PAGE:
8. i watched message stick on the abc sunday 7th .
    now theres an insireing story .
    makes me feel that there is some fantastic ppl dowing good things that will have good results in the whole community.
    michale long and dale kickett to be admired
    i recomend you try to get a hold of the show and watch it.

  9. Thanks Red

    Sounds interesting.

    I think if we all work together this time we could see some real results.

    If nothing else the Government are worried about the outback areas and who is putting into what out there.

    When you have poverty its easy for people to be led the wrong way.

    They seem to get that at last but there has been so much damage done by both sides it will take heaps of support to get things going really well for aboriginal people.

    I will look for your story.

  10. i have a sugestion for you andrew.

    Indigenous people are quite capable of coming up with ideas forviable businesses

    they are our ppl .

    Our Indigenous people are quite capable of coming up with ideas forviable businesses .

    now that makes them part of the whole community.

    hope that makes sence mabe john could help me out there.

  11. Red
    Yes of course they are but we actually have people wanting to fund them.
    Its VERY hard to talk to people before you have met them.[If u know what I mean Red.]\

    I did ask John to tell the ones he knew and I am also asking Andrew to do likewise.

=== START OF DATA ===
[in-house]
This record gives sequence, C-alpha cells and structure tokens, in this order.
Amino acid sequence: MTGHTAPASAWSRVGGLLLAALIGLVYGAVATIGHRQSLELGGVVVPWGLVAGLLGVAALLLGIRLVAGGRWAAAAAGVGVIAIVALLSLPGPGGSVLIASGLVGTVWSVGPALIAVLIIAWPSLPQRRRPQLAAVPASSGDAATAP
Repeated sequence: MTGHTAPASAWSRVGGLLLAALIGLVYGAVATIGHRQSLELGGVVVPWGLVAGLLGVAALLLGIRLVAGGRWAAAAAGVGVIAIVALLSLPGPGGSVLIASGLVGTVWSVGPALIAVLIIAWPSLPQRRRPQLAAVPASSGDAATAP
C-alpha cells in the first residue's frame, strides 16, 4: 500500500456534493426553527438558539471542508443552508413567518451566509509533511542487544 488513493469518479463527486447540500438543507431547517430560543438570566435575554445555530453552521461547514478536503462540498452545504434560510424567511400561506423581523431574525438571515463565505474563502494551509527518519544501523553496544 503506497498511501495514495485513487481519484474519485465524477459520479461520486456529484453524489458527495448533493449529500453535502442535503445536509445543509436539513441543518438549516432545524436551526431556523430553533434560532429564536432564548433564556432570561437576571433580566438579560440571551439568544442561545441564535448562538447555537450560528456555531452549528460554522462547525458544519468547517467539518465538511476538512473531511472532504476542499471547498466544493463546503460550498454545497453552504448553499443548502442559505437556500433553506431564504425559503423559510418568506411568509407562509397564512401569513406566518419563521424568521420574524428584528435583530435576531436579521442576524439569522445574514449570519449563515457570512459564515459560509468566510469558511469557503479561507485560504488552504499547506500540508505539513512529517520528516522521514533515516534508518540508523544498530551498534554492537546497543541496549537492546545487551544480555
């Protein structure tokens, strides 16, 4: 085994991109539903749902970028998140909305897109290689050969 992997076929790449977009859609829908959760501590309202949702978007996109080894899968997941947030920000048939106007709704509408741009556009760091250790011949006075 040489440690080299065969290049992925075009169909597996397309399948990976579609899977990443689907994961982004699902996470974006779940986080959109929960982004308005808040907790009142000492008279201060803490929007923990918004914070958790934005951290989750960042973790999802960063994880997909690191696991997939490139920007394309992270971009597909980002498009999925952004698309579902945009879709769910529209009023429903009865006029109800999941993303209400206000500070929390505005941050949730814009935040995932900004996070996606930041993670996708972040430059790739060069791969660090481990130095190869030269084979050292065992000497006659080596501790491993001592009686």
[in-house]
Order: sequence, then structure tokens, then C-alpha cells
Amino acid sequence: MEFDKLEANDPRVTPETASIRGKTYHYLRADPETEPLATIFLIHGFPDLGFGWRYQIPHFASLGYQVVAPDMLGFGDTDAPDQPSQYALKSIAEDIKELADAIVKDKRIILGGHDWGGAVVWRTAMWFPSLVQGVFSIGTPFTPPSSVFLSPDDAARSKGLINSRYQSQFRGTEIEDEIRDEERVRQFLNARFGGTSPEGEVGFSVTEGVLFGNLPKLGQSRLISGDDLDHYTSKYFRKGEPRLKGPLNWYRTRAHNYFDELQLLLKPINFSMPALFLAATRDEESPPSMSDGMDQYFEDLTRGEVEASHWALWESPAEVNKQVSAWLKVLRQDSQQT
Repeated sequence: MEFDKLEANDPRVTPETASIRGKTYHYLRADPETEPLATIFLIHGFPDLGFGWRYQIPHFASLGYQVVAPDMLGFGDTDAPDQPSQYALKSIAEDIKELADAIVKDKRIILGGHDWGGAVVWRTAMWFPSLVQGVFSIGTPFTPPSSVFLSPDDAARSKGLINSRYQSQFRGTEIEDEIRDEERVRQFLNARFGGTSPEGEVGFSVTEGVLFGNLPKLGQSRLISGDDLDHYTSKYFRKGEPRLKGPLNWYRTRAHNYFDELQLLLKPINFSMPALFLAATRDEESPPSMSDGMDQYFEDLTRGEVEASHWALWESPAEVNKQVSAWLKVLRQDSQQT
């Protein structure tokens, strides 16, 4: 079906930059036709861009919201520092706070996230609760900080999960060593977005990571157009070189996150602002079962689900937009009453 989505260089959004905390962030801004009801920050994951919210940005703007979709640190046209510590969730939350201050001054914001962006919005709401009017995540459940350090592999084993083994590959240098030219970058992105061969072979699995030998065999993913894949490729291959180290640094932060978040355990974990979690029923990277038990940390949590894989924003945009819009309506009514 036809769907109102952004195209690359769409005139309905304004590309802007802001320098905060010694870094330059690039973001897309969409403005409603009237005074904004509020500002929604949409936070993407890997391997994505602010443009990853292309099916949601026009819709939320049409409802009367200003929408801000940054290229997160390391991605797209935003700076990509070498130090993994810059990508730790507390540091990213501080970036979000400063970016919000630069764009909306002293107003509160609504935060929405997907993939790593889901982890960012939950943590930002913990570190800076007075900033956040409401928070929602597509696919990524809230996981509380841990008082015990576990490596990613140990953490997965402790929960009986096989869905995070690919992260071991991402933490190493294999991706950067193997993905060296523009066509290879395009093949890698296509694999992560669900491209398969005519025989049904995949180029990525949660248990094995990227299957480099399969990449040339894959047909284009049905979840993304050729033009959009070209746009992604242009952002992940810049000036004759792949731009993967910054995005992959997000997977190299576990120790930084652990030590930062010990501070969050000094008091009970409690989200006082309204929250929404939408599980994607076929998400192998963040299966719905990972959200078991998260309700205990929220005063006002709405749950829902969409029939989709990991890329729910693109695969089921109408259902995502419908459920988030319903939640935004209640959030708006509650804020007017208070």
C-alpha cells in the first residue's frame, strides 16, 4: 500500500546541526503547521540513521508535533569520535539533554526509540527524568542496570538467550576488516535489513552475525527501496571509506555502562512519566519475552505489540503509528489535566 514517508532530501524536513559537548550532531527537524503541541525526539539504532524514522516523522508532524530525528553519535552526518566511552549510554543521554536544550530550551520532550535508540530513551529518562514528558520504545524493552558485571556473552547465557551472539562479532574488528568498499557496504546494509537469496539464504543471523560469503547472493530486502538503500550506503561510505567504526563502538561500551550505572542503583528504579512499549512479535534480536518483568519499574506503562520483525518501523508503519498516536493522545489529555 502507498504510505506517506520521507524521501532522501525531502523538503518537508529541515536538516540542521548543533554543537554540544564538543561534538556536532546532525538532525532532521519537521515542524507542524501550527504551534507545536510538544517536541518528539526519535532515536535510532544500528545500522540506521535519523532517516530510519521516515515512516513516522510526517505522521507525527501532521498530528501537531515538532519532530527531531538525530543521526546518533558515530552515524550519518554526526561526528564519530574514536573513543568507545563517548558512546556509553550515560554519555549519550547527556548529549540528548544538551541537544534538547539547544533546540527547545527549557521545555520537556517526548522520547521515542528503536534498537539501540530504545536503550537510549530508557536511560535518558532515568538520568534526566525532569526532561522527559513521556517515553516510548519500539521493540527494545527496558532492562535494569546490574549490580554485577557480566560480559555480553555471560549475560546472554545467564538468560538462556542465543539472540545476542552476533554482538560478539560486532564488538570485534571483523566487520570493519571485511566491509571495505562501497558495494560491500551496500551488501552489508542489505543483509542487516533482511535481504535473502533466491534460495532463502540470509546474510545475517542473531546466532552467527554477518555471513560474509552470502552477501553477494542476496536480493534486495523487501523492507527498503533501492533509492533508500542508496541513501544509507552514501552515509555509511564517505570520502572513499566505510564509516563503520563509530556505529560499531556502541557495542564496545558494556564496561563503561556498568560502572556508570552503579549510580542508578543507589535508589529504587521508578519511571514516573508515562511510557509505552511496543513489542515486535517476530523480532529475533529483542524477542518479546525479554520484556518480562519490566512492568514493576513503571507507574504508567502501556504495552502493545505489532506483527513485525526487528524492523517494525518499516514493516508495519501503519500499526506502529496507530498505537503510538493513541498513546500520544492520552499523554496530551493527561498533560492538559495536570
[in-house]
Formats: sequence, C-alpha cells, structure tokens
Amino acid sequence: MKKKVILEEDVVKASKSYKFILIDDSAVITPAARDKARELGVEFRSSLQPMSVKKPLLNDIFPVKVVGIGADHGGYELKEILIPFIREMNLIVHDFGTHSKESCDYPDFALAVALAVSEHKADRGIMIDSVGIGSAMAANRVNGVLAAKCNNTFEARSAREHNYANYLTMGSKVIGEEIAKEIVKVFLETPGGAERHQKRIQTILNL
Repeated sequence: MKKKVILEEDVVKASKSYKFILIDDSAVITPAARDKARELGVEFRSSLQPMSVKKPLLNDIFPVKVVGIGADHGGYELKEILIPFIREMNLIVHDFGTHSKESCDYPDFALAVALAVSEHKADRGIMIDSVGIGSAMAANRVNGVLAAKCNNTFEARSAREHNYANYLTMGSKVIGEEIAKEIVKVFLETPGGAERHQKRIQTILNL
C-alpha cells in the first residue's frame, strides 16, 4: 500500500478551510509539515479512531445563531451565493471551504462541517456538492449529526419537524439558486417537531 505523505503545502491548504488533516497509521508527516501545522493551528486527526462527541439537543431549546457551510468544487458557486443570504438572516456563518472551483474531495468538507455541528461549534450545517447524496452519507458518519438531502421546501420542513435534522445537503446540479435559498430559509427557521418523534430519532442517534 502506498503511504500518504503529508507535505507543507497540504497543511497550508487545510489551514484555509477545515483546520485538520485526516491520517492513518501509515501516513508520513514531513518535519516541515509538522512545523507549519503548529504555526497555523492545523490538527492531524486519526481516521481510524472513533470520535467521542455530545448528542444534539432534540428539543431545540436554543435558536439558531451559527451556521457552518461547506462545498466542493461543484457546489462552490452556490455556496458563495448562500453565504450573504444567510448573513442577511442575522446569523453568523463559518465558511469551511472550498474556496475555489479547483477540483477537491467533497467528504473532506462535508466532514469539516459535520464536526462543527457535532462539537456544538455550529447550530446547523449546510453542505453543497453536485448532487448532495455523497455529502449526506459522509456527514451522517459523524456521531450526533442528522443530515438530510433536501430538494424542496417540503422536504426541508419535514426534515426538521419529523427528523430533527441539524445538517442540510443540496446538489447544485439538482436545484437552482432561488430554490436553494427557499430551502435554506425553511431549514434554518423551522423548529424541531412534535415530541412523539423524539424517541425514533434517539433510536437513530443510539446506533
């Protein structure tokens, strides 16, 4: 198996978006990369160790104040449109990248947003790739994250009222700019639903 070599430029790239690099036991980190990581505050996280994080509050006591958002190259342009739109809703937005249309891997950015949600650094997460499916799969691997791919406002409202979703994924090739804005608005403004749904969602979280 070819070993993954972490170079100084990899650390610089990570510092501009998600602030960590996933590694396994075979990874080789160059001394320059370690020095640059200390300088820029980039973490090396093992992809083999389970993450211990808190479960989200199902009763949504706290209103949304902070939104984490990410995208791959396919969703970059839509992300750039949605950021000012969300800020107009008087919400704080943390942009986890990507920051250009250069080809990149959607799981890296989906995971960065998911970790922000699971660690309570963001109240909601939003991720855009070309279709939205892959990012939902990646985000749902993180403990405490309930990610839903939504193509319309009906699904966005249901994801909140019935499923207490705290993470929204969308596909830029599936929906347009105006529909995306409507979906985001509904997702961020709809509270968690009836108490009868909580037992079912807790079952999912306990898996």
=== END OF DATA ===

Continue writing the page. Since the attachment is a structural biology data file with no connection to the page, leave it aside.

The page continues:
Everybody just keeps telling me its not their job but its not mine either.
    I dont get paid for what I do I just do it because i want to help.
    If nobody wants to tell the aboriginal people we have overeas investors and funding available to look at THEIR idea then who will?
    You tell me Red
    I give up
    I offer to help.
    We could all offer to help when we are asked to help but whats the point if the ones clearly in contact with these people refuse to pass it on.

  12. i do know what you mean people.
    my daughters friend is a teacher in a remote comunity in west australia her husband has a degree in busseness they are somewhere near mt augustess in the noth west mabe i could get a contact for you if you would like.

  13. hKM is linked with A Not For P. organisation.

    This was something Amjad and myself worked to establish.
    It is to the benefit of all Australians and aboriginal people.
    It is also and most importantly to me to stop live animals exports.